I had some lunch and since I was getting tired and it was starting to snow a bit, I decided to go back and take out my two earlier contenders to see how I felt about them. I took out the Camox Birdie 168 and the Dictator again. I was suprised that my feelings on the Camox changed completely. While it still felt responsive and playful, now it felt too jittery and every bit of ungroomed snow I skied over translated directly to my legs in a bad way. In fact, I took a little fall on these when I hit a patch of scratch on a steeper pitch and bit it. I felt that maybe some of it was the tune (my left ski felt off) but also think that this ski in the shorter length just wasnt stable enough for me at the speeds I like to ski especially once the snow got more three dimensional. Still would be a great pure bump/tree ski but I am looking for something a bit more versatile than that. I took the Dictator out again, but I was really feeling trashed at this point so basically I wanted to see if I also disliked that ski compared to earlier (at which point I think it would just tell me that I should trust my earlier instincts since my legs were now too tired to really test skis effectively). But I still really liked the Dictator, it felt stable and comfortable on the now slightly softer and choppier groomers. I didn't take it in the bumps because my legs were too tired at that point, but I did some short radius turns and even though I was tired it was still pretty easy to bend.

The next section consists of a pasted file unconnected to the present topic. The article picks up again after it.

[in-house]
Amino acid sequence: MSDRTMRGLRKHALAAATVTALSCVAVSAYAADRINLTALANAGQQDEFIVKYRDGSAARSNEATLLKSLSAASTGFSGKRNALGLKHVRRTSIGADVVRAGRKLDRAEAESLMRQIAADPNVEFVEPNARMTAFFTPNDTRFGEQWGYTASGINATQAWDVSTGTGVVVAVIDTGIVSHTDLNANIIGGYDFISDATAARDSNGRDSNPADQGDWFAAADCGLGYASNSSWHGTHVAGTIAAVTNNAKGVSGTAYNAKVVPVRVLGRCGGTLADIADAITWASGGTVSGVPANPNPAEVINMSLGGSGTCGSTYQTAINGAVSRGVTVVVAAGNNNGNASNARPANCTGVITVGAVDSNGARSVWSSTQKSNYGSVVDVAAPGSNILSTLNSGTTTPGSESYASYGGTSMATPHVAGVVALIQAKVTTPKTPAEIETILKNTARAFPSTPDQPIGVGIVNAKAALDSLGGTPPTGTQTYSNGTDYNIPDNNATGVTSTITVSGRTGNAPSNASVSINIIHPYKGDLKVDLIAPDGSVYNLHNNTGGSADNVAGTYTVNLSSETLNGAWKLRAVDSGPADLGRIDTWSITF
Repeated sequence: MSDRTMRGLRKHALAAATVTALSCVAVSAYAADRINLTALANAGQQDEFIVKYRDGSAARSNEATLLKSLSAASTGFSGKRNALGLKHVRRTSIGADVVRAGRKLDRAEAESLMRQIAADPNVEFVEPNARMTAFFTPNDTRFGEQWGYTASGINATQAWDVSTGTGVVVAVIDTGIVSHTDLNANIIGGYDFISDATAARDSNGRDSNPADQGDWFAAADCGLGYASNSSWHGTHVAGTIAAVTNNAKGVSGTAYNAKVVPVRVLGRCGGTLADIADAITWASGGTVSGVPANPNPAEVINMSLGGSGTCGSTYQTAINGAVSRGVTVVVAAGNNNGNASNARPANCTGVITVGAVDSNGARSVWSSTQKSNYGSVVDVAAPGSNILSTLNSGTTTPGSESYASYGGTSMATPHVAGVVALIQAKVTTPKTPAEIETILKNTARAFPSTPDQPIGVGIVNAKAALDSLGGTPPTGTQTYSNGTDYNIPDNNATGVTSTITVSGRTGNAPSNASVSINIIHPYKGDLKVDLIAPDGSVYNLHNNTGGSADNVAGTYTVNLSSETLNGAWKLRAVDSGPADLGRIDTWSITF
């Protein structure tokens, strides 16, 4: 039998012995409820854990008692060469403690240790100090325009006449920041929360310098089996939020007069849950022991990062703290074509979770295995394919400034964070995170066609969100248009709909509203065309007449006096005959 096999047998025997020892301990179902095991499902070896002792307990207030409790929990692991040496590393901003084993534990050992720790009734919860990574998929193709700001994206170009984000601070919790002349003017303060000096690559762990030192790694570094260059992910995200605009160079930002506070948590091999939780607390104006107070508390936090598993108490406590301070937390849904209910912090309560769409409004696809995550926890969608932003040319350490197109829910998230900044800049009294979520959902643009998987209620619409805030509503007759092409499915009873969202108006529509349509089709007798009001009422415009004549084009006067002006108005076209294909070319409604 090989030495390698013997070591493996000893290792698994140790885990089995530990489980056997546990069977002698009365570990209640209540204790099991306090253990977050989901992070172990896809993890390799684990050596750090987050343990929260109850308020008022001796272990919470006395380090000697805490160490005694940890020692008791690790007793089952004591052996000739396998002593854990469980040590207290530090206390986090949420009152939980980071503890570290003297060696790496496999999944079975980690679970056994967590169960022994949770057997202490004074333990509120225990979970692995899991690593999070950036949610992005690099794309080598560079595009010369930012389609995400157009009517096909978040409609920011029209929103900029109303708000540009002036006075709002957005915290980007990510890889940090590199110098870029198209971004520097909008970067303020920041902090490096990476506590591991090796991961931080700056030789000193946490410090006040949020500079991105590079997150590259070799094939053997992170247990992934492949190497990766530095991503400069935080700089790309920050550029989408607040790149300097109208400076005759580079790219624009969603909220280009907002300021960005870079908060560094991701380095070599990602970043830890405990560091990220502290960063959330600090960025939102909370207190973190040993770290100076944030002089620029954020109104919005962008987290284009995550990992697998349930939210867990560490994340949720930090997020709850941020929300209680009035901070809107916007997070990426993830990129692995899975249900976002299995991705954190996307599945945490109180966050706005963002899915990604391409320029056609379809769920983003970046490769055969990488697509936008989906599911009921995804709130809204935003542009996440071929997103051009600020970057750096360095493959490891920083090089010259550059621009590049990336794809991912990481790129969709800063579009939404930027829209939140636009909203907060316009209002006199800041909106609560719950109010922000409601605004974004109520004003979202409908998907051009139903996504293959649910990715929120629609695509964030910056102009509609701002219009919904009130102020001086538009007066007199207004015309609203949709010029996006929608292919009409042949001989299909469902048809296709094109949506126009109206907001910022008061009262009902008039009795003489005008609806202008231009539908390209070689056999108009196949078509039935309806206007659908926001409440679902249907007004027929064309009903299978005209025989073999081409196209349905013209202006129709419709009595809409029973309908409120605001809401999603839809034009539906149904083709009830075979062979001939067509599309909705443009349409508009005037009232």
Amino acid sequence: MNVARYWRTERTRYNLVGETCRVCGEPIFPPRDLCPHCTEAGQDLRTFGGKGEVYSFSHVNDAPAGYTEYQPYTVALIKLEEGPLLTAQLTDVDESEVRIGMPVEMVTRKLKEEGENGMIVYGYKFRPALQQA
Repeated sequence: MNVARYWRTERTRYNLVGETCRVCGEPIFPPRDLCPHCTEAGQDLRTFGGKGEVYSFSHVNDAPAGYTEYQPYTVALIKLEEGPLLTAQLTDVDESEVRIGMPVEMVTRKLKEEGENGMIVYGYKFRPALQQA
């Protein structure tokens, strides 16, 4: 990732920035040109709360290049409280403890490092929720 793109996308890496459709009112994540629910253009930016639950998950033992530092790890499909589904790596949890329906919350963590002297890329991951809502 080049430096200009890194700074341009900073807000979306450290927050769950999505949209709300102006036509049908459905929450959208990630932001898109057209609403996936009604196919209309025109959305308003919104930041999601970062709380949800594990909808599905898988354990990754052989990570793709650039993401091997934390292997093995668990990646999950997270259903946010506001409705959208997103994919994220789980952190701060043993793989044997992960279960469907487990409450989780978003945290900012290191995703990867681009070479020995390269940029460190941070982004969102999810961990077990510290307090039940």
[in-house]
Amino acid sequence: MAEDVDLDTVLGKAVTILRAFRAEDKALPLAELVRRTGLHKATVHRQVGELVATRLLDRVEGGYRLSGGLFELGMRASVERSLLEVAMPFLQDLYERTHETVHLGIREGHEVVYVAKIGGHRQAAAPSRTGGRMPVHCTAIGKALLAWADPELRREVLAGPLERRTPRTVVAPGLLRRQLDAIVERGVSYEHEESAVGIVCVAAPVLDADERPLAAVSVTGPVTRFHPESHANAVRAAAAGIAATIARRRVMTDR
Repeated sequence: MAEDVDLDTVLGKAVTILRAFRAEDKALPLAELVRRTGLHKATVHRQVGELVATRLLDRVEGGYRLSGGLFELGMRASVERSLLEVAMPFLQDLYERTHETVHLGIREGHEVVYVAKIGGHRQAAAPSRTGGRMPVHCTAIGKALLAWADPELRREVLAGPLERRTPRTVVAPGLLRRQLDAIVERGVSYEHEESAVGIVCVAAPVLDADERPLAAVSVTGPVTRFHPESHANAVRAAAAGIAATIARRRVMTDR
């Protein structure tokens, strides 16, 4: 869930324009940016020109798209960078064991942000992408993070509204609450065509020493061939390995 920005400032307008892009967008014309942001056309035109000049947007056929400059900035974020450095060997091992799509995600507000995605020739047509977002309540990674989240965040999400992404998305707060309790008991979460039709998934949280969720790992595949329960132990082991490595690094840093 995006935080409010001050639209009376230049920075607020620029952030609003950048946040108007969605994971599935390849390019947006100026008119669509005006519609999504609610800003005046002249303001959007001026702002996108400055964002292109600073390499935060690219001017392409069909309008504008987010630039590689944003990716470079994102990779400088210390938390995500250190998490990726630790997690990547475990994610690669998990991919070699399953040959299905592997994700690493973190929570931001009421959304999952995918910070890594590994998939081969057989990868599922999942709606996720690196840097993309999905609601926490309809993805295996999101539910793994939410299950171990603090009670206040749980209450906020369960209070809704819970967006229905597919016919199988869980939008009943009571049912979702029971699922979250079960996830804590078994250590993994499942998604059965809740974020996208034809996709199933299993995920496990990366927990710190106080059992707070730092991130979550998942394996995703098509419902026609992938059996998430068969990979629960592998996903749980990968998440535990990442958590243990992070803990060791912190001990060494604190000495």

Summary/results: I decided to ask Santa for the Dictators. I was surprised that I didn't think they were too stiff and aggressive for my style of skiing, especially since they are constructed with two sheets of metal in them. But I think that they don't really ski like a ski with lots of metal in them (compared to, say, the Nordica Enforcer which I tried in the past and found too burly and stiff for my style of skiing). They are slightly narrower than my current skis, but I think that in moderate amounts of powder they will work just fine although in the next year or two I may consider adding a powder ski into the mix and getting rid of my TSTs. My only concern about the Dictators is that I have read some reports of people snapping Factions due to some past manufacturing issues. However, I'm a 135 lb 40 year old woman, so I doubt I'll be doing anything crazy enough to snap a ski in half, as much as I would like to pretend that might be how I ski.